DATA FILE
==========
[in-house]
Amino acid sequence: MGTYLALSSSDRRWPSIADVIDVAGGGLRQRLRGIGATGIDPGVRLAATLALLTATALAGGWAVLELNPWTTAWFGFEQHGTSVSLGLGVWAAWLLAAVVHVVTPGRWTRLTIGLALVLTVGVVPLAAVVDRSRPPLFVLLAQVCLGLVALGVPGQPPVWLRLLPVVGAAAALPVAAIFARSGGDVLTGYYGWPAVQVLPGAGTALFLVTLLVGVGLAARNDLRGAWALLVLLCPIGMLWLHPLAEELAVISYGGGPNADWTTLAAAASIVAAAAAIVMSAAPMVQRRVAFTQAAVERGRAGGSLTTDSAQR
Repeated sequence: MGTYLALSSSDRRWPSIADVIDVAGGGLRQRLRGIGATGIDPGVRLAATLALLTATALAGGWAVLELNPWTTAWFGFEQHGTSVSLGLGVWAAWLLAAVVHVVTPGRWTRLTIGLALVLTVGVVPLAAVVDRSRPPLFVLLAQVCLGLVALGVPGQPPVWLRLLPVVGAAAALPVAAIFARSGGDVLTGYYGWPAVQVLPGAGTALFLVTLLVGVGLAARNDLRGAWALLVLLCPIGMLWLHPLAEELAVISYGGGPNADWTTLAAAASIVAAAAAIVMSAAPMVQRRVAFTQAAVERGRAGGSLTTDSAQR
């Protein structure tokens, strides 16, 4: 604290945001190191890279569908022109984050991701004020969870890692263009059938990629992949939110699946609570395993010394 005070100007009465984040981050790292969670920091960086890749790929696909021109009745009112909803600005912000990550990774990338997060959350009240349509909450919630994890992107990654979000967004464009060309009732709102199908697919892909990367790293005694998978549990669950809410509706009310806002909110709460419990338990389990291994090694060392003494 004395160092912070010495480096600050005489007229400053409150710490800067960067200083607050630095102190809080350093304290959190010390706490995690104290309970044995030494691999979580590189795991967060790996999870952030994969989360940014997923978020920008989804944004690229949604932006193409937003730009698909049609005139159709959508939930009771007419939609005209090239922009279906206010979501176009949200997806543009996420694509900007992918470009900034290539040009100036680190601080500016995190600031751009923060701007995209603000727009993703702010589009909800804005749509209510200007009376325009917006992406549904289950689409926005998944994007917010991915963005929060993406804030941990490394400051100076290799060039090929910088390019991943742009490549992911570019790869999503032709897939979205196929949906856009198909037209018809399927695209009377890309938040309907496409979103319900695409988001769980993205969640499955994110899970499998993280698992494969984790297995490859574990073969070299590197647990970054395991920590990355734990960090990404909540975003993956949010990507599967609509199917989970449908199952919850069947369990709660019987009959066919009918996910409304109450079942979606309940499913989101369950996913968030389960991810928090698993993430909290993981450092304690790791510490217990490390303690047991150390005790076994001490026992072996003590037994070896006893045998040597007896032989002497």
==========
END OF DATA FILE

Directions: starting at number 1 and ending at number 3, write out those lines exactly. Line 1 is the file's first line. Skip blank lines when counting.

[in-house]
Amino acid sequence: MGTYLALSSSDRRWPSIADVIDVAGGGLRQRLRGIGATGIDPGVRLAATLALLTATALAGGWAVLELNPWTTAWFGFEQHGTSVSLGLGVWAAWLLAAVVHVVTPGRWTRLTIGLALVLTVGVVPLAAVVDRSRPPLFVLLAQVCLGLVALGVPGQPPVWLRLLPVVGAAAALPVAAIFARSGGDVLTGYYGWPAVQVLPGAGTALFLVTLLVGVGLAARNDLRGAWALLVLLCPIGMLWLHPLAEELAVISYGGGPNADWTTLAAAASIVAAAAAIVMSAAPMVQRRVAFTQAAVERGRAGGSLTTDSAQR
Repeated sequence: MGTYLALSSSDRRWPSIADVIDVAGGGLRQRLRGIGATGIDPGVRLAATLALLTATALAGGWAVLELNPWTTAWFGFEQHGTSVSLGLGVWAAWLLAAVVHVVTPGRWTRLTIGLALVLTVGVVPLAAVVDRSRPPLFVLLAQVCLGLVALGVPGQPPVWLRLLPVVGAAAALPVAAIFARSGGDVLTGYYGWPAVQVLPGAGTALFLVTLLVGVGLAARNDLRGAWALLVLLCPIGMLWLHPLAEELAVISYGGGPNADWTTLAAAASIVAAAAAIVMSAAPMVQRRVAFTQAAVERGRAGGSLTTDSAQR